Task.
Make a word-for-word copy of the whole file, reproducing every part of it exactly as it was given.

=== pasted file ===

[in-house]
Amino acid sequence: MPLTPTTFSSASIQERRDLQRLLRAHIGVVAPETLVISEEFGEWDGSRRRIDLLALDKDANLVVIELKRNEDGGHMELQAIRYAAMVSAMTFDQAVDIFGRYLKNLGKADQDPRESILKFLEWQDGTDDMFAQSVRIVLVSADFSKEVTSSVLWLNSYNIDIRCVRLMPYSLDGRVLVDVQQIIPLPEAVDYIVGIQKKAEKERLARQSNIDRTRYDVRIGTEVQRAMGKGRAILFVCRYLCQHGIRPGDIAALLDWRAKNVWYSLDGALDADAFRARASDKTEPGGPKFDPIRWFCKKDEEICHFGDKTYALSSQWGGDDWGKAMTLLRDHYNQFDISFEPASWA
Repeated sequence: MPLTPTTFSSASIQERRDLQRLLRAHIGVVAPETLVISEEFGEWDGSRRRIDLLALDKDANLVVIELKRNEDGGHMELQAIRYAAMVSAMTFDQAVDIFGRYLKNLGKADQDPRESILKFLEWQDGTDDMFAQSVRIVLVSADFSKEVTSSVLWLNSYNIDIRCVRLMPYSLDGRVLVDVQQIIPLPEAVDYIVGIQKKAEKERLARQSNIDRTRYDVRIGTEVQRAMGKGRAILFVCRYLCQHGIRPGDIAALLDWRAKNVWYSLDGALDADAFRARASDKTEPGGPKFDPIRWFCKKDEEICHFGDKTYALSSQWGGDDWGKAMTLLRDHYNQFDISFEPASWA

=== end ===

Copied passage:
[in-house]
Amino acid sequence: MPLTPTTFSSASIQERRDLQRLLRAHIGVVAPETLVISEEFGEWDGSRRRIDLLALDKDANLVVIELKRNEDGGHMELQAIRYAAMVSAMTFDQAVDIFGRYLKNLGKADQDPRESILKFLEWQDGTDDMFAQSVRIVLVSADFSKEVTSSVLWLNSYNIDIRCVRLMPYSLDGRVLVDVQQIIPLPEAVDYIVGIQKKAEKERLARQSNIDRTRYDVRIGTEVQRAMGKGRAILFVCRYLCQHGIRPGDIAALLDWRAKNVWYSLDGALDADAFRARASDKTEPGGPKFDPIRWFCKKDEEICHFGDKTYALSSQWGGDDWGKAMTLLRDHYNQFDISFEPASWA
Repeated sequence: MPLTPTTFSSASIQERRDLQRLLRAHIGVVAPETLVISEEFGEWDGSRRRIDLLALDKDANLVVIELKRNEDGGHMELQAIRYAAMVSAMTFDQAVDIFGRYLKNLGKADQDPRESILKFLEWQDGTDDMFAQSVRIVLVSADFSKEVTSSVLWLNSYNIDIRCVRLMPYSLDGRVLVDVQQIIPLPEAVDYIVGIQKKAEKERLARQSNIDRTRYDVRIGTEVQRAMGKGRAILFVCRYLCQHGIRPGDIAALLDWRAKNVWYSLDGALDADAFRARASDKTEPGGPKFDPIRWFCKKDEEICHFGDKTYALSSQWGGDDWGKAMTLLRDHYNQFDISFEPASWA